Out in the wild – Tarangire National Park


We hope you enjoy this account of Standard 4 and 5’s trip to Tarangire National Park, compiled from accounts by Standard 4 pupils, Jamila Mohamed, Asma Mikidad, Monica Tobali, Belinda Joseph and Phoebe Mtangoo.

On Friday 3rd of October, Standard Four and Five went to Tarangire National Park.  We went with our teachers.  We took a lot of hours to reach at Tarangire.  Finally we reached at Tarangire.  When we reached to Tarangire office, Teacher Archbold, Teacher Emma and Teacher David went to pay the money.  When they came back we started to go to Tarangire National Park.  The teachers advised that noise is not allowed.

“The tour guide told us about the history of Tarangire.  In 1957 Tarangire was a game reserve, it established in 1970 as the national park.  The Tarangire is the sixth biggest national park in Tanzania.  Tarangire was formed of rivers which were called Tara and animals were called warthog, in Swahili we call them Ngiri.  So rivers and animals formed the word Tara-ngire.

In Tarangire there are 550 species of birds.  In Tarangire there is two awesome things.  A large number of Baobab trees and a huge number of elephants.  Tarangire is the home of elephants.  Elephants carry pregnancy in 24 months.  And they give birth.  They had 5 to 6 tonnes.

We saw lions hunting.  The lions don’t like sun, so that day we were lucky to see them, because the sun was not rising.  We saw some ostriches.  Ostriches can run 70km per hour without being tired.  The characteristic of a monkey is they are so clever like a human brain, they like swinging on the trees.  We saw giraffes.  There are two types of giraffes which are Masai giraffe and lost child giraffes.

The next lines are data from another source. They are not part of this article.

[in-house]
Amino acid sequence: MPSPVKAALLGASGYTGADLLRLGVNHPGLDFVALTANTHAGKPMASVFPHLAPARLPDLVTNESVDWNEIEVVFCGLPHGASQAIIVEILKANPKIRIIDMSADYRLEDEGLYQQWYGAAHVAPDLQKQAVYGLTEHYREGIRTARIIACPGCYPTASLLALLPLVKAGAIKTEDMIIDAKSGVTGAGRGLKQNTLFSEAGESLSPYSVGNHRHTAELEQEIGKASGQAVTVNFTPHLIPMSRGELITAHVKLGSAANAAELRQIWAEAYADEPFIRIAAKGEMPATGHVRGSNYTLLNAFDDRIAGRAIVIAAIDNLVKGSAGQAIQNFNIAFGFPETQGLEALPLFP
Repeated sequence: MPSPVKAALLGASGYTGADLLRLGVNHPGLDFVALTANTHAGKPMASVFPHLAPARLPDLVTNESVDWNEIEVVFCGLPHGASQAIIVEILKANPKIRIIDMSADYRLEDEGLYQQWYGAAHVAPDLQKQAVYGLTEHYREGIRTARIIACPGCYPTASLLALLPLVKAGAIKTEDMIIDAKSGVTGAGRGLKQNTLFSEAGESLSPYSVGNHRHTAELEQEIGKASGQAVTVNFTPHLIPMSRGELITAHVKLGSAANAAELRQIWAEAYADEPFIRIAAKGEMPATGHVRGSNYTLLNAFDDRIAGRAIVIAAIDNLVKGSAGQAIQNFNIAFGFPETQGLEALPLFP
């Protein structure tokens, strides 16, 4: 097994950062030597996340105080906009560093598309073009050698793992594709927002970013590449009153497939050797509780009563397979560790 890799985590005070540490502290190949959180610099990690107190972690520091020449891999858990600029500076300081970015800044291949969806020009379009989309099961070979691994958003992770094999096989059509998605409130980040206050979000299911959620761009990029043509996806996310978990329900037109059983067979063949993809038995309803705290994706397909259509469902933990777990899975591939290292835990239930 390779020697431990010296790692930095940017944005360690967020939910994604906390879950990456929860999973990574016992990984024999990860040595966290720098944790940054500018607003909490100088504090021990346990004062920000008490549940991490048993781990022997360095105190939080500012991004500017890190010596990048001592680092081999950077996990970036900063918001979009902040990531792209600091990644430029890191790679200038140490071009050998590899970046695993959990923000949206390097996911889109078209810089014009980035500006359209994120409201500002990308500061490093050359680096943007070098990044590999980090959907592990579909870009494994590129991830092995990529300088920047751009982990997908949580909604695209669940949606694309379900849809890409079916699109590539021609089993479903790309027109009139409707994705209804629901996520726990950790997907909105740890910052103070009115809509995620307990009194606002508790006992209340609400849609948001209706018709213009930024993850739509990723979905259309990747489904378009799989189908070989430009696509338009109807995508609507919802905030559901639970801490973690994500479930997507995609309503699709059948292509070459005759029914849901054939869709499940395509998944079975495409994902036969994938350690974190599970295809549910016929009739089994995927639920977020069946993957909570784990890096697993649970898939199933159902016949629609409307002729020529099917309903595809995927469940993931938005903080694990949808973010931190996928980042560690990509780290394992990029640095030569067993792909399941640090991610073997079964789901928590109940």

Then we saw wildebeest, the other name of wildebeest is zero brain.  It is called zero brain because it forgets it can’t remember.  We also saw zebra, you can differentiate them by looking at their stripes.  Zero brains and zebras are friends.

Also we saw impalas, the difference between male and female impalas, the female impalas has no horns while male impalas has horns.   Male antelopes sometimes stays by his self and other name we call is a Bachelor, means does not have wife.

At 2:30 we went to eat pilau, meat and cabbage.  When we finished we started our journey to come back.  When we came out of the car we prayed and each one went home.

Check out more photos here.






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